Blake Edwards, the clown prince of comedy, dies aged 88

Blake Edwards, the prolific film director, producer and screenwriter who made his name with Breakfast at Tiffany's before managing, via the Pink Panther films, to create a hugely lucrative comedy franchise which jollified Hollywood for almost four decades, has died at the age of 88.

A publicist, Gene Schwam, announced yesterday that Edwards, who had been in a wheelchair for the final year and a half of his life, had died overnight due to complications of pneumonia. His wife, the actress Julie Andrews, was at his side, along with other family members.

Though he was responsible for more than 100 films and television shows – including the box office smash 10, Dudley Moore's 1979 romantic comedy with Bo Derek – Edwards will be chiefly remembered as the man responsible for perfecting the modern screwball comedy in collaboration with his friend Peter Sellers, who played Inspector Clouseau in the five original Pink Panther films of the sixties and seventies. Like many of his more commercial hits, the films were acclaimed for their brilliant dialogue and perfectly-pitched use of slapstick. Yet despite their influence, and enduring popular following, they met with a mixed critical reception and were occasionally derided by the Hollywood establishment.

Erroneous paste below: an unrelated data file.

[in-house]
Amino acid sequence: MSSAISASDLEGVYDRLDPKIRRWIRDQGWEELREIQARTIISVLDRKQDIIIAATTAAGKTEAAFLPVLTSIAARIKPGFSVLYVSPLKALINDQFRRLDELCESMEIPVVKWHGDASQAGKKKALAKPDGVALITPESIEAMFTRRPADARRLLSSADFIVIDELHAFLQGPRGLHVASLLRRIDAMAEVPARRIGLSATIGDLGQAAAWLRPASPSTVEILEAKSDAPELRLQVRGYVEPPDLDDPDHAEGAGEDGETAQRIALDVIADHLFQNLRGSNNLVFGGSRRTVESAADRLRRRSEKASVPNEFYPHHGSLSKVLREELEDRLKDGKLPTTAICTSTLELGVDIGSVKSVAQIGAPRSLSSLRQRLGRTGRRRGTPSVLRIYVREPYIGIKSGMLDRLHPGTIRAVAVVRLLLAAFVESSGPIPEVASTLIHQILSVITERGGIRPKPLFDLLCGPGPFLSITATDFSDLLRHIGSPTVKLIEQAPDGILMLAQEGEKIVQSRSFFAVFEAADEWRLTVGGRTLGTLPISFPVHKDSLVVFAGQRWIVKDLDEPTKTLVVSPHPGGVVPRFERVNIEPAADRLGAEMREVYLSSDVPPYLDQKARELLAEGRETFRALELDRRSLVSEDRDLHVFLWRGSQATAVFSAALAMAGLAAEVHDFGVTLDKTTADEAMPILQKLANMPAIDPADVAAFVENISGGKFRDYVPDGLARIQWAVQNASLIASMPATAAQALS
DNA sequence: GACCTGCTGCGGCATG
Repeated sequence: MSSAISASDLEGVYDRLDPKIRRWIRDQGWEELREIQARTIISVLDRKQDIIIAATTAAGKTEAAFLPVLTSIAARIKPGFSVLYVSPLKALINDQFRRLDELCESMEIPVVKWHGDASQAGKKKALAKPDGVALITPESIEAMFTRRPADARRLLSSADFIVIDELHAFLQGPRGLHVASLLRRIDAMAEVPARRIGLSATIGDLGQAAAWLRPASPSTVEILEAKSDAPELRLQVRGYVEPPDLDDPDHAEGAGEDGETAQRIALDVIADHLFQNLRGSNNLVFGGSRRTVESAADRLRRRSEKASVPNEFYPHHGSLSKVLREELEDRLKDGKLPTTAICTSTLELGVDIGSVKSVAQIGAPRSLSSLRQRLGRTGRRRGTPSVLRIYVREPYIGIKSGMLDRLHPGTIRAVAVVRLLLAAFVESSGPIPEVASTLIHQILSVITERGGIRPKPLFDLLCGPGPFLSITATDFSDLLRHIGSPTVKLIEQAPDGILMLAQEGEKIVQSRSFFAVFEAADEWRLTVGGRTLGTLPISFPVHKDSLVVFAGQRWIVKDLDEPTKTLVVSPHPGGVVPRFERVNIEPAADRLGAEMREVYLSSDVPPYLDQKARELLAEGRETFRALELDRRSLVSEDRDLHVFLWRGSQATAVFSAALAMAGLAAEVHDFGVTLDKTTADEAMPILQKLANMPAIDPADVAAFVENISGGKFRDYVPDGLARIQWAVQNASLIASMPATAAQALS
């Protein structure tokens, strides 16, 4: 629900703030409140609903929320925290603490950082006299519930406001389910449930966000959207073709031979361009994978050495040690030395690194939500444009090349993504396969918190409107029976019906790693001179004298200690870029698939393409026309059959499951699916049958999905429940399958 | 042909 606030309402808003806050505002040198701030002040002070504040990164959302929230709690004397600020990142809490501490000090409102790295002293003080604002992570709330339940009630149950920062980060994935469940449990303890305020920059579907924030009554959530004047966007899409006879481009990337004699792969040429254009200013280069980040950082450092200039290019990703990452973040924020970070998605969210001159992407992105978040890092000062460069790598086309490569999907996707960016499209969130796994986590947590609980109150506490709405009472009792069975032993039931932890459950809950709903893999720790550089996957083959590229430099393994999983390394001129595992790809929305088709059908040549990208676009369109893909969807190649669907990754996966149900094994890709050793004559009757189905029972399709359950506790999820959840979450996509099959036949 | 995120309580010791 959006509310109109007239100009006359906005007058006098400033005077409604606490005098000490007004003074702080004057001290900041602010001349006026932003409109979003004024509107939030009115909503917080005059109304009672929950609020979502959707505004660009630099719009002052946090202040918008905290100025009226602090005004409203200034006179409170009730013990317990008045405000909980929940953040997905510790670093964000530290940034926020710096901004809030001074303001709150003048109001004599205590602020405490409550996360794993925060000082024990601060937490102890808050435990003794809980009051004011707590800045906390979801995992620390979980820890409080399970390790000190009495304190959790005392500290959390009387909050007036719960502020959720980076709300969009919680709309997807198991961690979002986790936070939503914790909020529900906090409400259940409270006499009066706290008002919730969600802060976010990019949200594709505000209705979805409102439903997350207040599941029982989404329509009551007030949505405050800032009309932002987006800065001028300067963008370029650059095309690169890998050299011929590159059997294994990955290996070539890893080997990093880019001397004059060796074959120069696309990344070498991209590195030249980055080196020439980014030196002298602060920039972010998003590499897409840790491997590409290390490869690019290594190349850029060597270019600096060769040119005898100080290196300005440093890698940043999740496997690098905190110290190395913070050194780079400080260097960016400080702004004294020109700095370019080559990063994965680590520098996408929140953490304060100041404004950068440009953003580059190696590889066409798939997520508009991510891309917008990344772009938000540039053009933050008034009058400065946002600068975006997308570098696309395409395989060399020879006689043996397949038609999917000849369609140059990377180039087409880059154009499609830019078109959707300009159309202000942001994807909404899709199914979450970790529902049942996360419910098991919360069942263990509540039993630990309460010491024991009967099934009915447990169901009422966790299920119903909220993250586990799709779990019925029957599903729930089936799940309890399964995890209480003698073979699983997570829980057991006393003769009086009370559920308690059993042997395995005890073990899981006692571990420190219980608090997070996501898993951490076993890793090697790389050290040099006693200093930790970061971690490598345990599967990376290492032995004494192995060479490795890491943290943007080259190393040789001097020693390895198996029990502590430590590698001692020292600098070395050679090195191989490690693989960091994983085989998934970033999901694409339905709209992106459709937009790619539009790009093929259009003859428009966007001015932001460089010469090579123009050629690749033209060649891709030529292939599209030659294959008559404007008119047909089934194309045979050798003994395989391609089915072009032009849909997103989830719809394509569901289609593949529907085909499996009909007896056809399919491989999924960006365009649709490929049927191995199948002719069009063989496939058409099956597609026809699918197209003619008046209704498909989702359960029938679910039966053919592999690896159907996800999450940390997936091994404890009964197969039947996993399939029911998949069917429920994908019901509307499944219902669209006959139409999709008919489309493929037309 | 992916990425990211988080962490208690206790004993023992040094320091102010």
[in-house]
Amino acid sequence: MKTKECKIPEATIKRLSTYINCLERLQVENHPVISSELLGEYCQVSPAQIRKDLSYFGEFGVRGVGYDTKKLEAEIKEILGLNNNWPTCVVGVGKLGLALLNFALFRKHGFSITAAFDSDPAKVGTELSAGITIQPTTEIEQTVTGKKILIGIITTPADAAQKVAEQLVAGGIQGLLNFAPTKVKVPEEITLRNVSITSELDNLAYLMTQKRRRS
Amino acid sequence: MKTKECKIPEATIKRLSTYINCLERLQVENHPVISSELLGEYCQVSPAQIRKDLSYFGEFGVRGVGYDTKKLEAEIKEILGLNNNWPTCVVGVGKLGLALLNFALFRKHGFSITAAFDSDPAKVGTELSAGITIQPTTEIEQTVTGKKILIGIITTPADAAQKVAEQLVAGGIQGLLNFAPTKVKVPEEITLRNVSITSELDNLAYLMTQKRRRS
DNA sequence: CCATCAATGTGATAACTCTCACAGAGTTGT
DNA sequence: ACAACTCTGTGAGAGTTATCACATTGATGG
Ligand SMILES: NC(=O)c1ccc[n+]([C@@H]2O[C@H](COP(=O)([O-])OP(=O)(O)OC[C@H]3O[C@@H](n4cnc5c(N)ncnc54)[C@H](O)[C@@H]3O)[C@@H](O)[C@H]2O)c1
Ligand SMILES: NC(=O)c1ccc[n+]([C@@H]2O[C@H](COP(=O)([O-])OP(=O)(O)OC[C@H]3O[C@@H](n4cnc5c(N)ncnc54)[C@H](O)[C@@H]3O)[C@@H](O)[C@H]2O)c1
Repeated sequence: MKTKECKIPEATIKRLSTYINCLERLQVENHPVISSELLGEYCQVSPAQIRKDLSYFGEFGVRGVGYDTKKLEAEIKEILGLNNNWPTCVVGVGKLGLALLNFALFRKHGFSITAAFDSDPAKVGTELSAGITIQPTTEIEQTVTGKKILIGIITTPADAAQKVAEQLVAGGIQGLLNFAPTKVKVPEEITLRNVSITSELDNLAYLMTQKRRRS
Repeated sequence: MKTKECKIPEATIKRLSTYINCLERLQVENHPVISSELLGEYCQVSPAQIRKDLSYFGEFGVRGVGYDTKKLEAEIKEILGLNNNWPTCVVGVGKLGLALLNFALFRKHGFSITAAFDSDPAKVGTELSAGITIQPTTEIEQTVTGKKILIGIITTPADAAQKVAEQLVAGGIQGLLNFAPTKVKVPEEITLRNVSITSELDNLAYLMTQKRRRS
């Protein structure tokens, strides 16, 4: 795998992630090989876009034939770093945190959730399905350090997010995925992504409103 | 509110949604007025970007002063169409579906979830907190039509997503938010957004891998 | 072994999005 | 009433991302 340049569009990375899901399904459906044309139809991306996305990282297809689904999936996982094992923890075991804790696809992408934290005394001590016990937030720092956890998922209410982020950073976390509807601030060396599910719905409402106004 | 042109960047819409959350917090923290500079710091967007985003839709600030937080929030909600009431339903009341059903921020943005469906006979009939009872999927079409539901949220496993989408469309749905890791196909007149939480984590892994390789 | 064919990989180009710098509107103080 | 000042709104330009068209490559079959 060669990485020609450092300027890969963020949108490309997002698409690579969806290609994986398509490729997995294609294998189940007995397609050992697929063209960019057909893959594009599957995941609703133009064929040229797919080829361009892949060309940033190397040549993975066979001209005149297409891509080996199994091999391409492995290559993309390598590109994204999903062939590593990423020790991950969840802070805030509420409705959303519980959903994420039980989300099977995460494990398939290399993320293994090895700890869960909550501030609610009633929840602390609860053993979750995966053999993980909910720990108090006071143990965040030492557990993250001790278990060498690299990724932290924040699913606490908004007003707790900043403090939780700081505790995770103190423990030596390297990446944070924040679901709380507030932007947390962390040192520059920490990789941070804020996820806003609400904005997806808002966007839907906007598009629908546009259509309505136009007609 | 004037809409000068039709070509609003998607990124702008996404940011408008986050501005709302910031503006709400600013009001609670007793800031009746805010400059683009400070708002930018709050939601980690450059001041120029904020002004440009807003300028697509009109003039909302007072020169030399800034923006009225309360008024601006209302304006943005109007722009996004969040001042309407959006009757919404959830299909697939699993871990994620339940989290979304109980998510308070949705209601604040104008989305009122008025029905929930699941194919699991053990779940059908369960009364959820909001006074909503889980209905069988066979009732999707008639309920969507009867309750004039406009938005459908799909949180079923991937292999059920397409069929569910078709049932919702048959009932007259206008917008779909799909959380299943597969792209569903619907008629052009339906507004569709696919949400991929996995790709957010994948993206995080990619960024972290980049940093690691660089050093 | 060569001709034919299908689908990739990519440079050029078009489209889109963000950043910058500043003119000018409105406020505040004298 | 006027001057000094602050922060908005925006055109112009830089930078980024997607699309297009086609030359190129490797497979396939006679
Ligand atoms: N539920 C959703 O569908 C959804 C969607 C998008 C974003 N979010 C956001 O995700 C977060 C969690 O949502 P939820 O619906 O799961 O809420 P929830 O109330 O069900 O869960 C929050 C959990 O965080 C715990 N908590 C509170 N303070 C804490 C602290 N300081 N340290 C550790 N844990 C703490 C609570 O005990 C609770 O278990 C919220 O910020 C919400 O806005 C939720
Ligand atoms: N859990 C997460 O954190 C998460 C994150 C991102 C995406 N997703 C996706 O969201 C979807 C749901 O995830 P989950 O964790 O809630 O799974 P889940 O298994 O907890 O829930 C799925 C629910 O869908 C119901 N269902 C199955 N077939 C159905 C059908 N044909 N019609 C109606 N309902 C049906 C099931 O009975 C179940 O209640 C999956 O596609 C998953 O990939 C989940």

Edwards was nominated just once for an Oscar, getting a nod for Best Screenplay for his 1982 film Victor Victoria. The only time he actually walked away with a gold statuette, however, was in 2004, when (as if to correct their previous oversights) the academy presented him with an honourary gong.

When he collected the award, he jokingly referred to Julie Andrews, who became his second wife in 1969: "My mother thanks you, my father thanks you, and the beautiful English broad with the incomparable soprano and promiscuous vocabulary thanks you."



Throughout his career, Edwards frequently clashed with his paymasters at the major studios, even devoting a dark comedy, 1981's S.O.B., which starred Andrews, to express his disdain for their efforts (as he saw it) to bastardise the cinematic art form.

"I was certainly getting back at some of the producers of my life," he once remarked, of the film. "Although I was a good deal less scathing than I could have been." The only reason he was able to finance S.O.B., he added, was that it followed hot on the heels of the huge commercial hit 10. "Even then [the studio] tried to sabotage it."